Today, we're breaking down the annual World Happiness Report, to explain which countries are the happiest countries in the world and why.
When we look at global rankings, we're often talking about things like purchasing power, military resources, and trade partnerships. But some experts say happiness is actually a better indicator of development and public policy successes than other factors.
The World Happiness Report - now in its sixth year - is produced by a UN initiative called the Sustainable Development Solutions Network. They've managed to break down a topic that's both fundamentally subjective and hard to quantify.
Norway, Sweden, Denmark, Iceland, and Finland, the Nordic countries, are in the top ten. And they've all ranked among the top 10 since the report was first put out. Switzerland - this year's #5 - has also always hovered near the top.
So what are the factors (people, resources, education, social services, income, unemployment, GDP) that rank the Nordic countries among the happiest countries in the world?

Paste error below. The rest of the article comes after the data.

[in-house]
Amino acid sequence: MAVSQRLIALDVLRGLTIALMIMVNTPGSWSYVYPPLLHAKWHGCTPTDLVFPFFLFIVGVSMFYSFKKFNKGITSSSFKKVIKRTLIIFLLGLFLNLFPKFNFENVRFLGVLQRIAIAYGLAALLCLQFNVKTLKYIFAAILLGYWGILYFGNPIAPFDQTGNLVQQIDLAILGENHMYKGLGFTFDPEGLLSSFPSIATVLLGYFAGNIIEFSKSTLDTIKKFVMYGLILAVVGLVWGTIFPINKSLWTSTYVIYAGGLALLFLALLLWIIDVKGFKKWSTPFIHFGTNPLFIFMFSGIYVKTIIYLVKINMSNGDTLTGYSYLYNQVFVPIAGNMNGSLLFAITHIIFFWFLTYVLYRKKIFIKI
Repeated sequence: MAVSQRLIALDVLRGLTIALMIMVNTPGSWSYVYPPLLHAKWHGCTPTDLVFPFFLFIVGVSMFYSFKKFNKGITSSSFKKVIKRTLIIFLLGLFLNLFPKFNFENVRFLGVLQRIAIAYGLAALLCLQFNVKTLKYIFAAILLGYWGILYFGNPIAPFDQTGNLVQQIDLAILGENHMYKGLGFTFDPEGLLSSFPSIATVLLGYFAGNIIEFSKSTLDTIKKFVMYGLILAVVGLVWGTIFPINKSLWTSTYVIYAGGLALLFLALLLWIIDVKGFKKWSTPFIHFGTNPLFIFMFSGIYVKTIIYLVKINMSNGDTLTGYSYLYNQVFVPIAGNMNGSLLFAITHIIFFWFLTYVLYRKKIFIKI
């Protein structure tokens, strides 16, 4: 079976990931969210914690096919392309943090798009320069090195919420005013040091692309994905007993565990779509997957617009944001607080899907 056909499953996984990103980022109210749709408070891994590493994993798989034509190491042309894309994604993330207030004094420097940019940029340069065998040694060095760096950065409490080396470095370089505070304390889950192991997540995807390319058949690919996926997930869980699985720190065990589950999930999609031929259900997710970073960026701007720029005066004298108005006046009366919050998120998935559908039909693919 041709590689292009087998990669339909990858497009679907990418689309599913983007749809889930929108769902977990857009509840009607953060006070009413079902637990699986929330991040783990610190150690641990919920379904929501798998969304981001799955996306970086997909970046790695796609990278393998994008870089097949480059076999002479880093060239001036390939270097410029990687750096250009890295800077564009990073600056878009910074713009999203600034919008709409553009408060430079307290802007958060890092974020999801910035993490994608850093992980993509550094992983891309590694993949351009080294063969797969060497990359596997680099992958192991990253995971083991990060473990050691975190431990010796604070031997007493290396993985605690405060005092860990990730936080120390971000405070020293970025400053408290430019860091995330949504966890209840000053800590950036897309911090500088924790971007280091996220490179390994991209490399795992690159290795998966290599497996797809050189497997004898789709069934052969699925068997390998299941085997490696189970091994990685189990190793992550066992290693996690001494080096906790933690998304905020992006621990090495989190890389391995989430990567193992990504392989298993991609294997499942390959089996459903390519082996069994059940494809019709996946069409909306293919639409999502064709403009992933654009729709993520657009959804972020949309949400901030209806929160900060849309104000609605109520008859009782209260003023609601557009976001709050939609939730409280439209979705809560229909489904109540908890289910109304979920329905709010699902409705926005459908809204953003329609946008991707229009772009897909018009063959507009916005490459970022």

We spoke to an economist, John Helliwell, who has edited the reports since the beginning. He said the data were compiled from the World Gallup poll, wherein people were asked to value their lives as a whole, with the best possible life being a 10 and the worst possible being a 0.
Of course, a country’s happiness is subjective and hard to quantify.
And just because a country makes it onto the "Happiest Countries" list, doesn't mean they're free of problems or criticism. For example, the Nordic countries have been among those witnessing a rise of far-right political parties and nationalist anti-immigrant sentiment after the European migrant crisis began in 2015.